F1 Business Diary 2016: The Brazilian Grand Prix

Hamilton kept the title race alive with a third successive victory

F1 Business Diary 2016: The Brazilian Grand Prix

After appearing all but over following Nico Rosberg's win in Japan, the race for the Formula One driver's world title remains just about alive after Lewis Hamilton recorded a third successive victory in Brazil to move to within 12 points of his Mercedes team mate and rival.

The championship will now go down to the final race in Abu Dhabi on 27th November, where regardless of Hamilton’s finish any podium position for Rosberg will secure him the title, denying the Briton a famous hat-trick.

The race took place under remarkable weather conditions, with Hamilton at one point observing that he couldn't see anything more than the lights on the safety car – which was on the track for seven of the race's 71 laps – in front of him.

 

End of an era?

With Liberty Media's takeover of Formula One possibly signalling the exit from the sport of Formula One Group chief executive Bernie Ecclestone, and Williams team principal Sir Frank Williams taking a step back due to health issues, it feels as though an era in Formula One is drawing to a close.

The trend continued this week with rumours swirling that a Chinese bid of UK£1.65 billion (US$2 billion) had been submitted for the McLaren team, a development that would likely spell the end for one of the sport's most dominating and divisive figures, Ron Dennis.

The chief executive and chairman of the McLaren Group, Dennis has an association with the team going back to the early 1980s, in which time he has seen world championships won for McLaren by drivers Niki Lauda, Alain Prost, Ayrton Senna, Mika Häkkinen and Lewis Hamilton.

The Chinese bid speculation comes amid a high-profile court case in which Dennis is seeking an injunction to prevent a move to place him on gardening leave until the end of his contract in January, with McLaren shareholders seeking to oust him from his role as chief executive. Dennis presently owns 25 per cent of the group, with another 25 per cent owned by his business partner Mansour Ojjeh and the remaining 50 per cent held by a Bahraini sovereign wealth fund.

Top Trumps

During a week in which the news was dominated by a single story, it was inevitable that the media would seek the valued opinions of the Formula One drivers' grid on Donald Trump's surprise US election victory, with the most apposite summation coming from defending champion Hamilton.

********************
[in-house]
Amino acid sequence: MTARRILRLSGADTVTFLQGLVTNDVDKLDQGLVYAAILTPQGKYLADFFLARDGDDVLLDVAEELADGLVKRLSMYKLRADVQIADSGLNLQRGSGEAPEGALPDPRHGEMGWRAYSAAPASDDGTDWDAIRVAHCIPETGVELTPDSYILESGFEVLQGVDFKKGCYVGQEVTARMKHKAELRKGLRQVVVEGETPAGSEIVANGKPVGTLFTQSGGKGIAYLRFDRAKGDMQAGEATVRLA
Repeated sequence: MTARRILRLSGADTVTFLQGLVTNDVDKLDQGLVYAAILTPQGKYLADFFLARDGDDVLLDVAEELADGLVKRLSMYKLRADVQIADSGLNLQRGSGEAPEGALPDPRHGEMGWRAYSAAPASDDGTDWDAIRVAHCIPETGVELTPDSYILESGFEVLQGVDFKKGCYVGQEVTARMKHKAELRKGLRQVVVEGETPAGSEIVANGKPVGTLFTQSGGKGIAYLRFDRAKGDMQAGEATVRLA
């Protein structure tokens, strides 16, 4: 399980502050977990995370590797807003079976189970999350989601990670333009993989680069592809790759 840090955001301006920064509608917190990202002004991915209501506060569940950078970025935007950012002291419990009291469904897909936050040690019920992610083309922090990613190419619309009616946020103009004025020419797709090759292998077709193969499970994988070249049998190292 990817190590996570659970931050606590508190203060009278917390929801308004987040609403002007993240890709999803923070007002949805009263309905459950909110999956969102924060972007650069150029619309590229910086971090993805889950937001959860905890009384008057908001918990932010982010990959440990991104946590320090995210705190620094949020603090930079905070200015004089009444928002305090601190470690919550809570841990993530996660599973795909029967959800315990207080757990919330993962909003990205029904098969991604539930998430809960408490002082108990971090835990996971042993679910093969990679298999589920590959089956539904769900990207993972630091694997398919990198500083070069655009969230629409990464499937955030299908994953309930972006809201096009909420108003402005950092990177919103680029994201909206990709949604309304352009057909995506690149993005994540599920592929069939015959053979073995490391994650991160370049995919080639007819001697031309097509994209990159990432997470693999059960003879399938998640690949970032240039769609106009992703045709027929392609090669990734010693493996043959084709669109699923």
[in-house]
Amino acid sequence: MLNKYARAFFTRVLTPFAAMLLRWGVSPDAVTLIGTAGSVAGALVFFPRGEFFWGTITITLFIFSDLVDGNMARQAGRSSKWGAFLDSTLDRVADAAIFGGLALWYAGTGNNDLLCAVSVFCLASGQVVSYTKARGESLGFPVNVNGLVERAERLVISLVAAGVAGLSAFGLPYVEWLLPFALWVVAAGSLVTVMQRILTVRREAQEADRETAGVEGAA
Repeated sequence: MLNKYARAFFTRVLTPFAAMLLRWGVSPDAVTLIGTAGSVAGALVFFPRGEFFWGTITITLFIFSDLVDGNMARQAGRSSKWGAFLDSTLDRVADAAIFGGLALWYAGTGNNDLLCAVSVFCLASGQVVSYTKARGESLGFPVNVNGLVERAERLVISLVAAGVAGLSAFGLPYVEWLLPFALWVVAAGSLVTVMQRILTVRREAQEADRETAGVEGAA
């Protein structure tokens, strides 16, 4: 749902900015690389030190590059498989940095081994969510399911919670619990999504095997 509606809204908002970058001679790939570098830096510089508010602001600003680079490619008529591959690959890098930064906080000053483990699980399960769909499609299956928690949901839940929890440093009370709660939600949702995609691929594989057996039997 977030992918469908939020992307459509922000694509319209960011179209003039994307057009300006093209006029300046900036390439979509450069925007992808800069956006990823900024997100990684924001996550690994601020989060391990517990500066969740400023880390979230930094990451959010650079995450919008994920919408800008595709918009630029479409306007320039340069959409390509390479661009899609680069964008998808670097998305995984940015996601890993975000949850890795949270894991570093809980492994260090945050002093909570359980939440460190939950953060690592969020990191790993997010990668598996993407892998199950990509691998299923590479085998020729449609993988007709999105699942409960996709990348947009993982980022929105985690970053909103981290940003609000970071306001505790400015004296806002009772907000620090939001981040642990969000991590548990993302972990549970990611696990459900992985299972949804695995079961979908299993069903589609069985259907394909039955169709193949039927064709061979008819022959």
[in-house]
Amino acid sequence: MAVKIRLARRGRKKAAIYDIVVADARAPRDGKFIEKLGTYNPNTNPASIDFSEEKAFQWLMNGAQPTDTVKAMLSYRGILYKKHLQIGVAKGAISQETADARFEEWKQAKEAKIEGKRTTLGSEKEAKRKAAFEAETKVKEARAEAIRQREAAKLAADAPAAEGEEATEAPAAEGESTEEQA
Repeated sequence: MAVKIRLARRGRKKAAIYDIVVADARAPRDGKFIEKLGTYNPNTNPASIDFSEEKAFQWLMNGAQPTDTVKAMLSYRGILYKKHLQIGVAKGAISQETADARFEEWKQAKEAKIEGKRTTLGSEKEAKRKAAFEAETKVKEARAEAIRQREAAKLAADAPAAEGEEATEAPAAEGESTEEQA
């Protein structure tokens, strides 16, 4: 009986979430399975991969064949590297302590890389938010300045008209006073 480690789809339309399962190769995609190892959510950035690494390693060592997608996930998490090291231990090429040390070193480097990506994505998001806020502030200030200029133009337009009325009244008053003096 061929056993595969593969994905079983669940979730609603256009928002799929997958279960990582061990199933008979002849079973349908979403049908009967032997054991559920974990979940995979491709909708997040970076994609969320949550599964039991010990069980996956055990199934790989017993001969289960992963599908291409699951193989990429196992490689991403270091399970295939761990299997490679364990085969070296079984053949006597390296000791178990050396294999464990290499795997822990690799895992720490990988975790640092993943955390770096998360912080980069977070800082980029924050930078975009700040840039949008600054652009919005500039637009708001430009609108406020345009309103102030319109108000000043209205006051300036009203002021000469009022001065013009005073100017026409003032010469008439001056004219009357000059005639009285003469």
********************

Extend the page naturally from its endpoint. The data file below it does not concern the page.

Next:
"To be honest, I don't think either candidate was particularly mega," said the Briton, whose post-Formula One career in political commentary looks all but assured.

While the wider sports world's response to the new president-elect has been muted at best, with bookmakers lengthening the odds on Los Angeles' chances of hosting the 2024 Olympics in the aftermath of the election results, the implications for Formula One will only become clearer with time. Ecclestone had previously endorsed Trump, and the sport's commercial model and big business approach seem perfectly suited to Trump's Art of the Deal modus operandi. 'The Donald' is also a known motorsport fan, having been photographed on several occasions at Indycar and Nascar races.

Hawked off

Immediately feeling the implications of Trump's victory was sunglasses brand Hawkers, which was dropped as a sponsor by Force India driver Sergio Perez following a spectacularly misjudged missive on social media.

Perez had been understandably offended by infamous comments made about his countrymen by Trump at the beginning of his presidential campaign, and the Mexican was understandably offended further when a tweet from his own sponsor suggested that Mexicans wear Hawkers products to ‘hide their crying eyes’ when Trump's proposed wall between Mexico and the USA is built.

‘What a bad commentary. Today I am ending my relations with @HawkerMX,’ said Perez on his own Twitter account in reply. ‘I will never let anyone laugh at my country.’

For its part, Hawkers deleted the offending tweet and admitted it had made a ‘serious error’. The company's contrition was not enough to smooth over relations with Perez, however, who confirmed in São Paulo that he had "split with the brand".

Time trial

Ahead of his home Grand Prix, Brazilian Formula One driver Felipe Nasr agreed a personal endorsement deal with luxury watch and fashion brand Felio Siby. The company will create a new model of watch for the 24-year-old Sauber driver. The deal is a bright spot in what has been a disappointing season for Nasr, who picked up his first points of the season on familiar territory this weekend with a ninth-placed finish at the Autódromo José Carlos Pace.